Plotting the list of values gives a distribution one would expect from a word frequency distribution of a given corpus: wiki link to Zipf's Law

Being close to a power law, I figured it's more valuable to view them with both axis as logarithms:

More Statistics

At this point I actually already had what I was looking for, I knew how often my girlfriend and I used a specific word. She said it way less often than I expected: 84 times. I thought it was somewhere in the hundreds, but then again, this might be the case if the corpus would be corrected for typos - and typos do happen often when talking over chat with a cell phone.

Having seperate date & time lists, I wanted to exploit these features. The story about generating these plots is very similar to the above. Though one thing to note is that for working with the dates I converted both the timestamps and the datestamps to unix time (if only I used the pandas Datetime functionality!) and worked my way up from there.

With a list of unix times I wanted to see how often we messaged at what time of the day. As expected the largest activity is during the day, with a sharp rise in the morning and a mild drop when approaching the evening. What I do find noteable about this is at the hours (20-24) there seems to be a dampened sine, the exact reason for this is unclear to me but I do find it interesting. Also notice how my girlfriend never said anything in the history of our chat between 6:00 and 6:30, funny.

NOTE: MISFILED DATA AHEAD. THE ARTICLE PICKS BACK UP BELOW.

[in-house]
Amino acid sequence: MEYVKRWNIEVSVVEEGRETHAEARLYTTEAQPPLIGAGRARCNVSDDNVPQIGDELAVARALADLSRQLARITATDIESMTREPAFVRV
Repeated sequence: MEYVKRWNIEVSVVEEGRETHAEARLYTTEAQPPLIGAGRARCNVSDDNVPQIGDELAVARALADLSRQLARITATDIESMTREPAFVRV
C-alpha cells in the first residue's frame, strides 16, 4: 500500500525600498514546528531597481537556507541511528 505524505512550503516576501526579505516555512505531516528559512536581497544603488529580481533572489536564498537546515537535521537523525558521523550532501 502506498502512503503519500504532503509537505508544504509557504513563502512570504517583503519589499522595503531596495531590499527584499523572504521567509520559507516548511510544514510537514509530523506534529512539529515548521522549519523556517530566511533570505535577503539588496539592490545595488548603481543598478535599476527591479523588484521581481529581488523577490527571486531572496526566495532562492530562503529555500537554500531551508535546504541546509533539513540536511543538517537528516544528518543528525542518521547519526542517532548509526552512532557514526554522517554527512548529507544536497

Still working with the timestamps, I also wanted to know how often we chatted across the timespan of the chat. Below you can see how many messages we've send on a given day. One thing that stands out is the flatline starting at day 335 and ending around day 359. This month is a month I did not had a cell phone as my previous one was broken and I wanted to see how a month would be without a cellphone. The peaks represent a long conversation on that given day.

Finally I wanted to see how the dictionary of unique words grew over time. Below is a plot of new words added to our personal dictionary. The dictionary started of with 0 words and gew to a final of 5323 unique words for my girlfriend and 6906 for myself. Notice how the peaks correlate with the above plot, but also note that there is a slight declining trend in the peaks over time. The correlation can easily be explained by the amount of messages send each day, whenever a long conversation happens one needs to use new words for whatever reasons and so new words get added. The slightly declining trend can be explained by repetition of words and eventually one keeps on falling back to the same word over and over.

This is everything the code can generate, and it was a fun evening coding this. Also the word I was looking for that originally started this idea was: poep, yeah.